Goodbye STO?

December 3, 2012

In 2006, the Indians launched Sports Time Ohio, as a venue to broadcast Indians games.  Owned by Larry Dolan, the new network meant that games would no longer be broadcast on Fox Sports Ohio, the network that previously held the rights.  There are reports that Dolan is close to selling STO, to none other than Fox Sports Ohio, the network that used to televise Indians games prior to the 2007 season.  The deal could be for around $200 million to $250 million and would raise the amount of money the team receives for broadcast rights by about $10 million per year.

Television deals have been netting big bucks for teams in the past couple of years.  It’s one of the reasons that the Los Angeles Dodgers have been going through money like it’s water, and also one of the reasons that the Cincinnati Reds felt confident handing out so much money to Joey Votto.  Even though the Indians are in a smaller television market than Los Angeles or New York, there’s still a chance they could cash in on television rights.  At Fangraphs, Wendy Thurm had a great post that looked at the television deals for all 30 major league teams.  The Indians are grouped with the Blue Jays, Twins, and Tigers in the “Mid-Markets” category; teams that had good television deals under previous market conditions but that are far outstripped by these mega-deals of the past couple of years.

Earlier this year, Deadspin had a great explanation of how sports and television work together:

As a refresher, this is how sports works on cable and satellite: The cable company negotiates a monthly fee with the channel that carries the games. Every channel has a fee, and so your cable bill includes the $4.69 a month you pay for ESPN and the 33 cents a month you pay for MTV and the 58 cents a month you pay for Fox News. Unless the channel is on a special programming tier, like HBO or IFC, every subscriber has to pay those fees regardless of whether he watches the channels in question. Regional sports channels are not on special tiers, which means that everyone in the San Diego area with a cable box or a satellite dish—even those who don’t care about the Padres, which is probably to say, 95 percent of the people in the San Diego area—pays approximately $20 a year for Padres games.

There are warnings though, that these inflated television rights deals may be a bubble that could burst, much like the U.S. housing market did a few years ago.

Back to our situation in Cleveland – so what does the sale of STO mean, for the budget of the Indians and for the future of the network itself?  In these early stages, that’s not entirely clear.  While the team reportedly hopes the deal will be complete by the end of December, fans (and STO employees) will have to wait and see what exactly happens.  The report in the Plain Dealer theorizes that the network must exist in some form, at least through the 2013 season, since there wouldn’t be enough time between the merger and the season to iron out all of the details.  Plus since Fox Sports Ohio also shows Cincinnati Reds games, it may help to have a second network to assist with coverage.  The television broadcasters are paid by STO, while the radio broadcasters are paid by the team itself.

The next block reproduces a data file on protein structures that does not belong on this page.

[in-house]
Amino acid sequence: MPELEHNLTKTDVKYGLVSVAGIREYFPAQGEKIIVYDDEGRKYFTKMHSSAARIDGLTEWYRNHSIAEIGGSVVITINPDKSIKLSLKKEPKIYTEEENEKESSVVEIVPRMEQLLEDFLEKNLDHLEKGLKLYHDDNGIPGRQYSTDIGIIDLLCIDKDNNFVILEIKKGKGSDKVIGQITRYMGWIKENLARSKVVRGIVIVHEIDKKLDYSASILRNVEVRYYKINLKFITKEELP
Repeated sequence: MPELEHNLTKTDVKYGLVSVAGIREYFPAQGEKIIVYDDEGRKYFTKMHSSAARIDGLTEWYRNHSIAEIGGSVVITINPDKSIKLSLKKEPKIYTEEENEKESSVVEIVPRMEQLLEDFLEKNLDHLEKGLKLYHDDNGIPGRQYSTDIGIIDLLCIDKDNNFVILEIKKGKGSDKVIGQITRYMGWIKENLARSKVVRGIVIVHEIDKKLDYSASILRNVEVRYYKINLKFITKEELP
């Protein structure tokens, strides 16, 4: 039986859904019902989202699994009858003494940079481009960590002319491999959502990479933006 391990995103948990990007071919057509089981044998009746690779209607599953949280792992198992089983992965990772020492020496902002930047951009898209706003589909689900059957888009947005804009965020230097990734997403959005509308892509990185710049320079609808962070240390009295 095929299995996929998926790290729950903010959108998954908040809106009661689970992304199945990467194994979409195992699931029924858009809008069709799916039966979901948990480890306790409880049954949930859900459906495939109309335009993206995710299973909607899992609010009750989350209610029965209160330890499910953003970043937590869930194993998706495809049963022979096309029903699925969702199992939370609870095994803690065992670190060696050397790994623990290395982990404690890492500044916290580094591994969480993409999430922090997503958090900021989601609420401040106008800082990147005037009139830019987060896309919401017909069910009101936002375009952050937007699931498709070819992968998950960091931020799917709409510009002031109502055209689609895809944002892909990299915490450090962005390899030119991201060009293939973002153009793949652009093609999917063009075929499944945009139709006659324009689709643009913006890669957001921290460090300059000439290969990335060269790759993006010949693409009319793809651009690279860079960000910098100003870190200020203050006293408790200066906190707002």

As for what this may mean for the Indians, the Dolans have run the team and STO as two separate entities.  It’s unclear if it will make any visible difference in the way the Indians operate, or what they maintain as a budget.  The team budget was around $65 million last year, and team officials say they expect it to be around the same amount for 2013.  As this sale unfolds, it may be very interesting to watch what will happen to STO, the broadcasters, and the team budget.  Once the deal becomes finalized, it will hopefully become clear what we can expect from the sale to Fox Sports.

As an aside, I highly recommend checking out the articles I linked to in this post if you’re interested in more information about the television deals, particularly Thurm’s piece in Fangraphs.  I could have summarized everything here, but I felt kind of like I was trying to reinvent the wheel.  Everything is explained really well in these links and should help provide some additional detail.


  • Steve Alex says:

    If you add up what the Indians get from national TV, local TV, revenue sharing and stadium revenue and compare with what they spend on major league payroll, amateur draft signings, international free agents and player development programs, you can see why Forbes thinks the team is making a profit. And that doesn’t even take into account the profitability of the network itself, which until now also went directly to the owners. It must be pretty good if they can sell the network 5 years after creation for over $200M.

  • Aaron says:

    While to the normal person $200M is a lot, it is a fraction of what the Angels, Dodgers and the Yankees received for their broadcast rights. Are the national Tv, Local Tv, revenue sharing and stadium revenue available to the public? I have yet to see those numbers, so unless Forbes has some kind of insight to the Tribes’ business then it’s hard to know how accurate those claims are.

  • Stephanie Liscio says:

    It really is just a fraction of some of the larger markets. I think most of the financials are kept private; the only team I know of where the info was released was the Montreal Expos, since they were owned by MLB. I know that some of the Pirates finances were leaked to the public a few years ago, and it was a huge deal.